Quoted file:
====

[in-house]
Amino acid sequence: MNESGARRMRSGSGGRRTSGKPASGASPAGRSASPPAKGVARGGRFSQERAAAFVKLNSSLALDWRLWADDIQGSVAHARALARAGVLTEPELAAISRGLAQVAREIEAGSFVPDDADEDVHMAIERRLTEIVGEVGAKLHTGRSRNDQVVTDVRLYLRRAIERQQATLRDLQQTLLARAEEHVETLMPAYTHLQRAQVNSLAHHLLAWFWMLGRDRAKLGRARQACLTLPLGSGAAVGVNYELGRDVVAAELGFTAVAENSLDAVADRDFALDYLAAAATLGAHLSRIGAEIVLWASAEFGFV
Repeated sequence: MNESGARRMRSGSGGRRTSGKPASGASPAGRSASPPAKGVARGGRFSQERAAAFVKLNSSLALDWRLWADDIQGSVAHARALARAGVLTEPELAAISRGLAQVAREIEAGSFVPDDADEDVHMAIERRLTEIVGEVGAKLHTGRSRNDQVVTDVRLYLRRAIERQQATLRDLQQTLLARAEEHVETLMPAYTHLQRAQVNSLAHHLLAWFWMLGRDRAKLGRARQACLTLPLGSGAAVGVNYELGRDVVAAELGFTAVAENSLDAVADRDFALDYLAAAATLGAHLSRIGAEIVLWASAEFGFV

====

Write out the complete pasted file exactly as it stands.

[in-house]
Amino acid sequence: MNESGARRMRSGSGGRRTSGKPASGASPAGRSASPPAKGVARGGRFSQERAAAFVKLNSSLALDWRLWADDIQGSVAHARALARAGVLTEPELAAISRGLAQVAREIEAGSFVPDDADEDVHMAIERRLTEIVGEVGAKLHTGRSRNDQVVTDVRLYLRRAIERQQATLRDLQQTLLARAEEHVETLMPAYTHLQRAQVNSLAHHLLAWFWMLGRDRAKLGRARQACLTLPLGSGAAVGVNYELGRDVVAAELGFTAVAENSLDAVADRDFALDYLAAAATLGAHLSRIGAEIVLWASAEFGFV
Repeated sequence: MNESGARRMRSGSGGRRTSGKPASGASPAGRSASPPAKGVARGGRFSQERAAAFVKLNSSLALDWRLWADDIQGSVAHARALARAGVLTEPELAAISRGLAQVAREIEAGSFVPDDADEDVHMAIERRLTEIVGEVGAKLHTGRSRNDQVVTDVRLYLRRAIERQQATLRDLQQTLLARAEEHVETLMPAYTHLQRAQVNSLAHHLLAWFWMLGRDRAKLGRARQACLTLPLGSGAAVGVNYELGRDVVAAELGFTAVAENSLDAVADRDFALDYLAAAATLGAHLSRIGAEIVLWASAEFGFV